Though I tend to post self-care ideas that are focused on the “fun stuff” there’s another type of self-care that is much harder at times.
This is the list of things I gleefully toss under “adulting” and try to ignore. Doing laundry, paying bills, cleaning house, even cooking as much as I enjoy it, they’re chores. We do them, once in a while we get a sense of achievement, but mostly they’re boring, uninteresting things that take our spoons.
As you handle things this weekend, reward yourself for completing the task you’ve been avoiding.
Live in a household where everyone avoids the chores? Try a site like Chorewars and make it into a competition.
If you’ve been avoiding your laundry don’t feel awful. We all do at times. It’s a LONG job, even if you use a laundromat. Reward yourself when it’s done! Give yourself an hour or two to read, take a long soak, get a manicure or pedicure, or something else you enjoy. Make the reward big enough to match the mental effort of doing the job.
Just for example: I’ve been terrible about getting things done this past couple of weeks. (In part, not my fault, in larger part, totally my fault.) I need to do laundry. I need to do my meal prep. I have medical appointments this week I absolutely can’t miss. I need to vacuum, dust, and mop. I feel tired just thinking about it all.
I NEED to get these things done. A clean home will lift my mood. Good food for meals will give me energy and keep me from wasting money on junk food. The medical appointments have strong odds of finding new solutions to the recurring brain fog and fatigue.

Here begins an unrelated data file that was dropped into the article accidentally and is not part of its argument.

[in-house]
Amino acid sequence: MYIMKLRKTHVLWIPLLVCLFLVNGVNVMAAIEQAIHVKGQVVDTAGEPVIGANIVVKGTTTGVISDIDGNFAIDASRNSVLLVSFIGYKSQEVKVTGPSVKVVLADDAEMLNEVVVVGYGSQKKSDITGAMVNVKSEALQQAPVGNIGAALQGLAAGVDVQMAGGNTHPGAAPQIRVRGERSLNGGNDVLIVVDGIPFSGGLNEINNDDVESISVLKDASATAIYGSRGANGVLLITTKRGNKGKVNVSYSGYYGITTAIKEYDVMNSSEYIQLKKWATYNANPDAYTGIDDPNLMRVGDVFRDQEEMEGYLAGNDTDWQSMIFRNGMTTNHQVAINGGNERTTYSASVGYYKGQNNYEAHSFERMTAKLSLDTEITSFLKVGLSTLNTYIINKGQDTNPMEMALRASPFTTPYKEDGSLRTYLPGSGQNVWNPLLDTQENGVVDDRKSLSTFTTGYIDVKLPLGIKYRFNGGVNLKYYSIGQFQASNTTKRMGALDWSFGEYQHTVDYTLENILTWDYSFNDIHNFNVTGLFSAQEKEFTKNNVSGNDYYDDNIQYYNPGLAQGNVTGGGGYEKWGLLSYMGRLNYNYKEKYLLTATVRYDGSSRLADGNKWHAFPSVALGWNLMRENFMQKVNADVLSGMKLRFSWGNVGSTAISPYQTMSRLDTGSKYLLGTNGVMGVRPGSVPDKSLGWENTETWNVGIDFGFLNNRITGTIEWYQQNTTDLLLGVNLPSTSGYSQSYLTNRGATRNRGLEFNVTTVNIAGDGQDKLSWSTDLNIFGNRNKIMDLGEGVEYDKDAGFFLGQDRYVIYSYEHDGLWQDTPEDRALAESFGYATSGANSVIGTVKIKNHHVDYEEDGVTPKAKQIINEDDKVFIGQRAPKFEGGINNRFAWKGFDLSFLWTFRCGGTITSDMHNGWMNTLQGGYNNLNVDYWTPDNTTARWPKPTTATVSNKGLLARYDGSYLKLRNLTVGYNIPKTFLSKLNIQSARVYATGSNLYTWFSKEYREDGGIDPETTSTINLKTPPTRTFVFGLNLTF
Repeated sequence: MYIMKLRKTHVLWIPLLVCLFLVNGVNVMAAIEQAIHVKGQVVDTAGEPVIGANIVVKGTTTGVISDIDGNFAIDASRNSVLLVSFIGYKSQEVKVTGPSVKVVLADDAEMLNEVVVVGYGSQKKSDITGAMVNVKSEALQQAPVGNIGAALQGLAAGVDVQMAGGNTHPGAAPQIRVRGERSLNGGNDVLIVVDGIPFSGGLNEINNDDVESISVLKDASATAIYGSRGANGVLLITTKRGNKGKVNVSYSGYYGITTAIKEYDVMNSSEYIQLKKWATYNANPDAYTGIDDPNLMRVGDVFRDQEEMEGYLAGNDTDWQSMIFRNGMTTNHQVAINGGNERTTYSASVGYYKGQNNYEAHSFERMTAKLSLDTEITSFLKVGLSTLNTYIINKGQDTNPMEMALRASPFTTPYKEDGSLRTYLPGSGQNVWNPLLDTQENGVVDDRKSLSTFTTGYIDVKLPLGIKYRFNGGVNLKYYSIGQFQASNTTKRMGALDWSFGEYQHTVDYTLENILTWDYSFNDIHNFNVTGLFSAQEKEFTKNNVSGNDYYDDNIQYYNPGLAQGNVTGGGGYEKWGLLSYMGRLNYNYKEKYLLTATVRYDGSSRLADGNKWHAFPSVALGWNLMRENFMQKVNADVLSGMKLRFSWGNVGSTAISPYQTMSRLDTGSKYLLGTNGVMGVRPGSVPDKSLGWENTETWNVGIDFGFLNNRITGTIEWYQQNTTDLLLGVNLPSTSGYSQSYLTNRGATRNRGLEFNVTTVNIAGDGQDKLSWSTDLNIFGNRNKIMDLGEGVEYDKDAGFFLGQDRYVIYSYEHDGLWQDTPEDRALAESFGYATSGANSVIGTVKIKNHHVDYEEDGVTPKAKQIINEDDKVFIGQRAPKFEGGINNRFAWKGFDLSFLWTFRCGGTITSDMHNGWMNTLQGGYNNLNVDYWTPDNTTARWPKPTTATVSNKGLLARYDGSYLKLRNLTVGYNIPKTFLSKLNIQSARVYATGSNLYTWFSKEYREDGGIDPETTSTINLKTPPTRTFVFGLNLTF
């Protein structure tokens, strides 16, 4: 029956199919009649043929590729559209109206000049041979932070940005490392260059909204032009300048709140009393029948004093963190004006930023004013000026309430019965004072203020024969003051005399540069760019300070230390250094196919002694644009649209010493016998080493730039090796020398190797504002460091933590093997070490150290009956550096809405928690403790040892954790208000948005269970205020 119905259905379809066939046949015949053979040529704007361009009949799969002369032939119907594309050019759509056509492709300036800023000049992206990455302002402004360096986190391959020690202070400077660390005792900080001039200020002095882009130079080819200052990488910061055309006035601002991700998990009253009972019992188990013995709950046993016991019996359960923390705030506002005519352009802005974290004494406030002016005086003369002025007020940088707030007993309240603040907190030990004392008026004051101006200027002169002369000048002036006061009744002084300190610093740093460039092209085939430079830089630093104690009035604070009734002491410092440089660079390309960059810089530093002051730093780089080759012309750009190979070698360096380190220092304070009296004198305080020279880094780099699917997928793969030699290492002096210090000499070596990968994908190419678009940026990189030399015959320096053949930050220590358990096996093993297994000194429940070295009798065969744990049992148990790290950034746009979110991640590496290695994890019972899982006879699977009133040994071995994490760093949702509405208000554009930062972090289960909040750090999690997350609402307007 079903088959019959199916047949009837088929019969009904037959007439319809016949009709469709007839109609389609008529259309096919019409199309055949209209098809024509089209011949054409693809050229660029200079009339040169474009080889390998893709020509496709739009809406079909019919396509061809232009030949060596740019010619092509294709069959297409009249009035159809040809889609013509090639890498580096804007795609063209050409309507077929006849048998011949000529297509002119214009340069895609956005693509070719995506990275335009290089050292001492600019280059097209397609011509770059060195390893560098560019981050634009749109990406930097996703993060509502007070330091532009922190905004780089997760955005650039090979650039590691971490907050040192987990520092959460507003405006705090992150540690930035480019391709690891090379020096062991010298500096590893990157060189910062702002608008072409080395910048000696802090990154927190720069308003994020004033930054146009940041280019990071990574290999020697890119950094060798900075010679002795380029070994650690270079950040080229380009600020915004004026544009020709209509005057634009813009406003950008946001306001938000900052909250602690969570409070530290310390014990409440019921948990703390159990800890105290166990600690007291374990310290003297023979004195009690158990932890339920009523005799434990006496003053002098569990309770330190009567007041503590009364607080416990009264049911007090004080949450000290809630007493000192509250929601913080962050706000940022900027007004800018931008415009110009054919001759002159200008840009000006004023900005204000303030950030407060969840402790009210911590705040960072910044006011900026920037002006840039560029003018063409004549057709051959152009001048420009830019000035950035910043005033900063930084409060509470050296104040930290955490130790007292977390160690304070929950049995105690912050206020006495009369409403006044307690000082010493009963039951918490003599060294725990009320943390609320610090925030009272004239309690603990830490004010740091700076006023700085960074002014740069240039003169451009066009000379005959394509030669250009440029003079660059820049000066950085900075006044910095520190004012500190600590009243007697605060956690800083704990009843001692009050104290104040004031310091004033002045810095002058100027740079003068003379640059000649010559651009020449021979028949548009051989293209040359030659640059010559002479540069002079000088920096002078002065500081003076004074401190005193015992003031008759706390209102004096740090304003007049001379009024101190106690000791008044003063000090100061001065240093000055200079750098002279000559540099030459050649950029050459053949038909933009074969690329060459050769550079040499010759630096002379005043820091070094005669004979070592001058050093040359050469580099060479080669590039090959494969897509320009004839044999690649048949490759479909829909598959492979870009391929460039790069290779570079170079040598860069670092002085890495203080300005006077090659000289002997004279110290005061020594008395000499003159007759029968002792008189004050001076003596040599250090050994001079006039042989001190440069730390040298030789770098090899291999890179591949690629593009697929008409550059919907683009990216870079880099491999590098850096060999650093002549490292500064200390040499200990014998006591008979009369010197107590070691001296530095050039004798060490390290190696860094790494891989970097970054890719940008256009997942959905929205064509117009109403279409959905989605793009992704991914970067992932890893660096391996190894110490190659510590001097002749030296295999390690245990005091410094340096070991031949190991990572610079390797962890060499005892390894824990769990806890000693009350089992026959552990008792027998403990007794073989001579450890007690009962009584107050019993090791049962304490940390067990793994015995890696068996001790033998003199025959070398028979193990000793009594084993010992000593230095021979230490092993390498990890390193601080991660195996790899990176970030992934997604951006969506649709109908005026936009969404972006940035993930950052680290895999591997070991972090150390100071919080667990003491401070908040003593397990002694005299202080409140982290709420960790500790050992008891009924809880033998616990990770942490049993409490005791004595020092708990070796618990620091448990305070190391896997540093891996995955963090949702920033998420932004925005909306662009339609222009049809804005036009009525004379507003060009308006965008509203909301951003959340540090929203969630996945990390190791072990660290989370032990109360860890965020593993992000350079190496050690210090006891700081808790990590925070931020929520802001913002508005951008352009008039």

So, while I won’t have time this week, I’m going to reward myself next weekend. I’m going to go get a massage. I haven’t had a professional massage since before the pandemic. This is going to be amazing. I won’t have a ton of things to do because I have a plan to do them all this week. I can relax before and after the massage. All I have to do is get the things done.
While I’m working on a big reward, I do small rewards, too.
Did I finish the dishes I left sitting the day before? Great job! Have some froyo!
Did I hit my walking goal even though I wanted to stay on the couch with my K-Drama? Excellent! Now, enjoy another episode!
Rewarding ourselves feels great, provides motivation, and lets us have space to appreciate our accomplishment. Doing the dishes or taking out the trash may not seem like they should be huge tasks, but if you have depression or anxiety, or some level of executive dysfunction, they’re enormous. It’s okay, take a reward and applaud yourself!
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